A bad law that will hurt good fathers
False accusations of violence or abuse are endemic in family-law cases. The California Senate just unanimously passed a misguided bill that will make the problem worse by easing the way for spurious spousal-rape allegations to be used against fathers.
Victims of spousal rape deserve protection, and current California law provides it. In order for the state to prosecute a spousal-rape charge, the accuser needs only to have mentioned the violation within a year of its occurrence to any of a wide variety of medical, law-enforcement, clerical, legal or psychological personnel, or there must be corroborating, independent, court-admissible evidence.
Senate Bill 1402, sponsored by Senator Sheila Kuehl, D-Los Angeles, eliminates the distinction between spousal rape and other rapes, thus allowing for spousal-rape prosecutions six years later, even if there was no mention or independent evidence of the crime in previous years.
In family-law proceedings, there are a multitude of important and emotionally charged issues that are often contested and re-contested over many years. False accusations often allow accusers to gain leverage in these proceedings. The Senate Judiciary Committee specifically cited this problem when it crafted the spousal-rape evidence requirement in 1979.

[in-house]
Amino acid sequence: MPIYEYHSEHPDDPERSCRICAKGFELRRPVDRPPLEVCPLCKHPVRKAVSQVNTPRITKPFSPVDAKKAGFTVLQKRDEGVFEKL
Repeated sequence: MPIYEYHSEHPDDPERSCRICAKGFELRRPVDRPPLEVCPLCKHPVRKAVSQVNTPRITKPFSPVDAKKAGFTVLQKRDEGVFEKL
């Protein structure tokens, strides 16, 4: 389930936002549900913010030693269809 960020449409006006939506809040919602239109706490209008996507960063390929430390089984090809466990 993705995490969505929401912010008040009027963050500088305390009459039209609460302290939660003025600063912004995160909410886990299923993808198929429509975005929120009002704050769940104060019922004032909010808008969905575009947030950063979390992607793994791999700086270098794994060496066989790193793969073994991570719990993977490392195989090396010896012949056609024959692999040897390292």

In a widely reported Michigan case from the late 1980s, for example, William Hetherington was convicted of spousal rape and incarcerated in the middle of contentious divorce proceedings in which he was likely to win custody of his children. Hetherington couldn’t afford legal representation because the family-law court froze his assets, as is common. Yet, the criminal court refused to provide him legal representation as an indigent because he was employed.
After being convicted, Hetherington was unable to raise funds for an appeal, since his ex-wife won his home and all his assets (as well as custody of his three children). Hetherington remains in jail today in spite of evidence that some believe casts doubt on the conviction.
The accused need not be convicted to suffer egregious harm. The cost of criminal defense is often ruinous, and the emotional toll can be worse. The mere threat of allegations of violence or abuse is often used to extort post-divorce concessions from fathers. S.B. 1402 won’t help victimized women—it will only harm decent fathers.